Dong Zhong-Shu proposed proofs for Wu Xing relations based the notion that things which were alike attracted each other while different things rejected each other. He said that when water is poured on level ground it moves towards the parts that are wet and avoids those which are dry, and fire will ignite a dry piece of wood but not one which is damp. He argued that when a note is stuck on one lute the same note on another lute will resonate but not other notes, and when one horse whinnies another horse whinnies in answer, not a cow. So everything is attuned to other things of the same class and responds to actions of other things from the same class (Needham & Wang, 1969, p 281-2). By linking natural processes, omens, human relations and affairs of state into a unified system Dong Zhong-Shu produced a justification for the social order established by the Han and took the responsibility for conferring the Mandate of Heaven 天命 (tian ming) away from the people, where Mencius had placed it, and made it part of a natural cosmic progression.

This integration of the theories of Zou Yan, whom the Confucian scholars did not respect, into the Confucian school of thought resulted in an elaborate set of seasonal rituals which persisted until modern times. At the beginning of spring the emperor wearing blue-green leads his nobles to welcome the spring in the east suburb, rewards civil officials, issues orders to be merciful and bountiful to the people, ploughs three furrows to encourage farming and commands the superintendent of agriculture to take up residence in the east suburb. In autumn the ruler wears white and leads the nobles to welcome autumn in the west suburb, rewards the military officials, issues orders to learn the laws, repair the prisons and punish crime. The performing of rituals which did not fit the season was believed to result in disorder. For example, if the rituals of autumn were performed in spring the people would suffer plagues (Graham, 1989, p 351-2).

Once the two main sequences of conquest and generation were combined a number of other effects were discovered. It was found that the conquest cycle was itself controlled, i.e. Wood conquers Earth but Metal controls Wood, and the controller was the product of what was conquered. This was called the Mutual Control 相制 (xiang zhi) principle. Socially, it justified the son taking revenge on the enemy of the father. Also, when both cycles operate together a masking process is evident. For example Wood destroys Earth but at the same time produces Fire which in turn produces Earth, so Wood is both destroying Earth and producing it. This was called Mutual Change 相化 (xiang hua) (Needham & Wang, 1969, p 257-8).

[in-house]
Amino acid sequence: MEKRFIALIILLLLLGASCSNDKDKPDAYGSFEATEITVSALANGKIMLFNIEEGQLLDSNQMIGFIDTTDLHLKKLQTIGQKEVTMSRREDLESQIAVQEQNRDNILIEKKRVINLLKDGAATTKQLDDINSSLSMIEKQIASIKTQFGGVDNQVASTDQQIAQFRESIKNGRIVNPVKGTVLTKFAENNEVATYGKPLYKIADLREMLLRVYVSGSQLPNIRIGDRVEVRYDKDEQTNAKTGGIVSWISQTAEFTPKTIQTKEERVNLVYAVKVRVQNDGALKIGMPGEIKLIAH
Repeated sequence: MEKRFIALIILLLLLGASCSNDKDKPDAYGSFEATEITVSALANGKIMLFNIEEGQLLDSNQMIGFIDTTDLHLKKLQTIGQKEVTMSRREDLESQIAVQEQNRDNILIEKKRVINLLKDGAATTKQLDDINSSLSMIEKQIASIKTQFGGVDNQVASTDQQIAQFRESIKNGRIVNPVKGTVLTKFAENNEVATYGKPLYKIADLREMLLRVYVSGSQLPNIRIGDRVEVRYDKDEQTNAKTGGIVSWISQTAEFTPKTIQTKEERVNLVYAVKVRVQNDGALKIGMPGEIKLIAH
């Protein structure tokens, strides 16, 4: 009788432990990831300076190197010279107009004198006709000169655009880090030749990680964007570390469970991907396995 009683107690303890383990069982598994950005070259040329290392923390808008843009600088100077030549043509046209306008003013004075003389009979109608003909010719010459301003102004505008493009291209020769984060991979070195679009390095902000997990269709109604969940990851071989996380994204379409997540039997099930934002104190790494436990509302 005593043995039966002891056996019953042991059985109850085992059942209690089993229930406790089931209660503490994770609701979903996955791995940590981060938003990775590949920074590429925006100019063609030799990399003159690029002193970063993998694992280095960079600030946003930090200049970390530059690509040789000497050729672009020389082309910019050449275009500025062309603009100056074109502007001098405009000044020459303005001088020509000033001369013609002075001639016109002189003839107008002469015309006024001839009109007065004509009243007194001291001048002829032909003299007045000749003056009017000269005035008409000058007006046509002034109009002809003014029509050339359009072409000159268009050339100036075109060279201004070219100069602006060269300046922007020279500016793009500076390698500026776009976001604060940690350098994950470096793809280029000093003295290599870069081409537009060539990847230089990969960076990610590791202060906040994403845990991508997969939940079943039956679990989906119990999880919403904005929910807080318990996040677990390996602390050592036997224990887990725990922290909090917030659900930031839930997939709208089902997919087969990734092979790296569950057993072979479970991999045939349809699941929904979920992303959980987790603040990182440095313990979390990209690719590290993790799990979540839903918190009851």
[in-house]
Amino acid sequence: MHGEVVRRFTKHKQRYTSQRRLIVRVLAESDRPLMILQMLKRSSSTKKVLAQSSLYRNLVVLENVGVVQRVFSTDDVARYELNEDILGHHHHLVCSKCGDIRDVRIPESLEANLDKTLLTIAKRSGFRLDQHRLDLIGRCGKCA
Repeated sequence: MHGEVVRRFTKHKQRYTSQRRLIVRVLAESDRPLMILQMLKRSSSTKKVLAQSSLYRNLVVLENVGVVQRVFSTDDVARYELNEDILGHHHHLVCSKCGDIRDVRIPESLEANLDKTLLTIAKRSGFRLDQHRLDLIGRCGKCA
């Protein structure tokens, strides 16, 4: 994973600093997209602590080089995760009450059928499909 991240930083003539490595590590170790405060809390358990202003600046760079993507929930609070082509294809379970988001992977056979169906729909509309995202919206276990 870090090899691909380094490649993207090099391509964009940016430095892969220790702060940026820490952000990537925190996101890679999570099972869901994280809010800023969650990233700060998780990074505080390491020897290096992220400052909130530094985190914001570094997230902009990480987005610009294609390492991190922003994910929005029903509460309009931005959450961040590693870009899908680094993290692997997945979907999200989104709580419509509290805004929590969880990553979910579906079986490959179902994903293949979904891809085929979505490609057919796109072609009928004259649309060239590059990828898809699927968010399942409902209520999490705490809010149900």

Although Wu Xing theory became a part of orthodox Chinese thought it was not without its critics. In the treatise on warfare by Sun Zi it is asserted that the ‘the Wu Xing have no regular conquests’ (Sivin, 1995, IV p 5). Considering that the Sun Zi 孫子 dealt with events prior to 400 BC (Griffith, 1963), this may have referred to the use of Wu Xing in divining the outcome of battles as described in the Zou Zhuan. In the Mo Jing 墨經, a passage, which Needham and Wang (1969) date to about 270 BC, introduced the criticism which was most commonly leveled against Wu Xing theory. The later Mohists contended that the Wu Xing do not perpetually overcome each other and the reason was quantity. Fire naturally melts metal if there is enough fire but metal may pulverise a burning fire to cinders if there is enough metal. Metal will store water but not produce it, fire attaches itself to wood but is not produced from it (Needham & Wang, 1969, p 260).

By the time the Huang Di Nei Jing Su Wen took something like its present form in the second to first century BC, Wu Xing theory was well developed, so it is to be expected that it would be included (Unschuld, 1985, p 56). However, the medical manuscripts found at Ma-wang-dui, which Yamada (1991) dates to the middle of the third century BC at the latest, do not seem to have made any mention of the Wu Xing although five causes of death are mentioned and Yin Yang theory is well developed (Yamada, 1979). However, the Lu Shi Chun Qiu (chi 11, pien 2) contains a story from which the use of the conquest cycle can be inferred. Around 300 BC a doctor called Wen Zhi 文摯 (Wen Chih) was summoned to see the King of Qi who was sick. He told the heir apparent that the king had an illness called wei (a character the meaning of which is now unknown) and will recover if he gets very angry. So Wen Zhi was deliberately late, he then walked onto the sitting mat without taking off his shoes. All this made the king furious and he ordered him to be boiled to death. The heir apparent and the queen argued desperately for his life but to no avail. After being boiled for three days and nights his expression had not even changed. He said ‘if you really want to kill me, you should put on a lid to stop the circulation of yin and yang qi.’ The king then had the vessel covered and Wen Zhi died. In a later version of the story the heir and the queen convinced the king to let him go. Either way, the king got better. The explanation that can be inferred is that the disease was due to excess worry and by stimulating anger this emotion of Earth was overcome on the conquest cycle. However, it is also an allegorical story designed to make the point that faithful service maybe easy in an orderly time but it can be impossible in a chaotic one (Sivin, 1995, II p7).